No electricity, No problem: Teachers in Costa Rica forge ahead integrating GIS and GPS in their classes

Teachers at one primary school in Costa Rica are changing students’ lives while having access to limited resources that one would think are essential for conducting geospatial investigations. Escuela Verde is a bi-lingual primary school located in Uvita – Bahia Ballena in the Osa Region on the southern Pacific Coast. During two months this summer, four teachers at Escuela Verde worked with the Geoporter program to learn how to use GIS and GPS in their classrooms.

With teachers having both excitement and hesitation of venturing into learning how to use GIS and GPS, the experience wasn’t without a few bumps. After the first week learning how to use GIS and GPS, Escuela Verde had the unfortunate experience of having the copper lines for their electricity stolen. Without electricity for the next two months the Geoporter program worked in Bahia Ballena, the teachers forged ahead learning how to use GPS and integrate data with ArcGIS for Desktop and ArcGIS for Online.

Escuela Verde has about 90 students total in grades K-5. Two teachers share a grade teaching different subjects, with half the subjects in English and the other half in Spanish. During two months, the teachers at Escuela Verde integrated several geospatial activities into their classrooms. Margarita, the social studies teacher for grades 3, 4 and 5 was the first to use GPS. Her 3rd grade class took a field trip to the local National Wildlife Refuge, Hacienda Barú, to learn about ecosystems and wildlife of Costa Rica. Hacienda Barú has over 330 hectares (815 acres) of different habitats ranging from wetlands and secondary rainforests in the lowlands to primary rainforest on the highland coastal ridge. Students hiked a portion of the seven kilometers of trails using GPS units to record observations and take photos of animals they encountered. Students recorded sightings of parrots, caimans, snakes, leaf-cutter ants, fire ants, in addition to a variety of trees.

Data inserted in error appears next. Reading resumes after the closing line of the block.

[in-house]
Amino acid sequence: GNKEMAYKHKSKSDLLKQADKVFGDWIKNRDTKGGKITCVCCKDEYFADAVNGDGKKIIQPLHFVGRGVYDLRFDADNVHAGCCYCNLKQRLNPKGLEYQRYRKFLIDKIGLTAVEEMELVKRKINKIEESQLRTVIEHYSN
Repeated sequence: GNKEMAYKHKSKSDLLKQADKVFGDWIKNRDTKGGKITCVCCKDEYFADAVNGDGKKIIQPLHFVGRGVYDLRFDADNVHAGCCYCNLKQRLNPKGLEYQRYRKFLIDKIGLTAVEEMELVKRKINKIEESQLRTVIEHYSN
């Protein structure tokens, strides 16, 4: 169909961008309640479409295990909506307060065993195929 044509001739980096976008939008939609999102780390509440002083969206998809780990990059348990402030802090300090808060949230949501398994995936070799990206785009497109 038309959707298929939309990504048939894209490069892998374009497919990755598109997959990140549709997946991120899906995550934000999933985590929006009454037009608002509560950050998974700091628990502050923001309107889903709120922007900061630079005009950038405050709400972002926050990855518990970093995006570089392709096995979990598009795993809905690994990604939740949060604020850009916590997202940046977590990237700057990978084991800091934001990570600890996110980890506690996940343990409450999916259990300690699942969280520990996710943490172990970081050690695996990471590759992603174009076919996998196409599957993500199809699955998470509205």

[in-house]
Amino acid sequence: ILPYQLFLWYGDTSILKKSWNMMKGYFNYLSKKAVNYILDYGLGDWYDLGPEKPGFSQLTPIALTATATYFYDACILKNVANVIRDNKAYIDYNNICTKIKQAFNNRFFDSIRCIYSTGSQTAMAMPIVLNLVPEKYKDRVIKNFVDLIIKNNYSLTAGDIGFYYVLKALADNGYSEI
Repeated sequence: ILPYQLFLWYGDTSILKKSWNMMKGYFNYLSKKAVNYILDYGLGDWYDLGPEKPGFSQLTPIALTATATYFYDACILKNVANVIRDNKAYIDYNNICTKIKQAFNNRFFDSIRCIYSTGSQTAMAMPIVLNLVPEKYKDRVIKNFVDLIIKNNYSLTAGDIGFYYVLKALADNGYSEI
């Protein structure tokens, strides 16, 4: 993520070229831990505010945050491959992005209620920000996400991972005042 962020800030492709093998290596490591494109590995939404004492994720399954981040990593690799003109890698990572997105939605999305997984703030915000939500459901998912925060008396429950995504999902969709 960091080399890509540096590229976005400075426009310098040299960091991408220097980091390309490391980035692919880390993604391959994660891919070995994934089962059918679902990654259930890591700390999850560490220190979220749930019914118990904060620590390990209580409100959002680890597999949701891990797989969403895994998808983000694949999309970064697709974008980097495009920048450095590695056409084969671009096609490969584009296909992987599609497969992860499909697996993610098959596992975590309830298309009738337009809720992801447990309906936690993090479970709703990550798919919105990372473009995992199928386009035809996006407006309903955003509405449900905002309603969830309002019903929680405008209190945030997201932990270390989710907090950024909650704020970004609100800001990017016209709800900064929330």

Without electricity in the school, Margarita utilized Internet and electricity off site to learn how to download students’ data to ArcGIS online while also linking their photos. When the electricity returns, the students will download their data and link their photos to their points using ArcGIS Online.

Based on the excitement of students using GPS at Hacienda Barú, Margarita decided to engage her 4th grade mathematics class in a geocaching adventure on school grounds. Marking five locations ahead of time, she placed mathematical questions at each waypoint. Students had to answer the mathematical question before using the GPS unit to navigate to the next question.

Another teacher, David, engaged his 1st grade students’ in two activities: understanding continents and exploring rivers and mountains of Costa Rica. Seeing the value in using GIS to engage his students in having a better understanding of the world around them and not wanting to let a lack of Internet prevent him from using GIS with his students, David opted to learn to use ArcGIS for Desktop. Working outside the school to acquire and modify data for the activities, Davide engaged students in the activities using one laptop computer with a fully charged battery. Students rotated to the laptop in groups to use ArcGIS for Desktop to answer their questions.

As the teachers at Escuela Verde began using GPS and GIS in their classrooms, word started to make its way around school among students, and teachers, about the cool things they were doing in class. The teachers at Escuela Verde have shown that it doesn’t matter what resources you have, or don’t have, geospatial technologies can be used to increase students’ interest in content subject matter while making activities enjoyable for students. No electricity. No Internet. No problem. Just fully charge your laptop at home, think about the resources you have and prepare to venture down a bumpy road. The back of the school bus was always fun when it hit a few bumps in the road, right?

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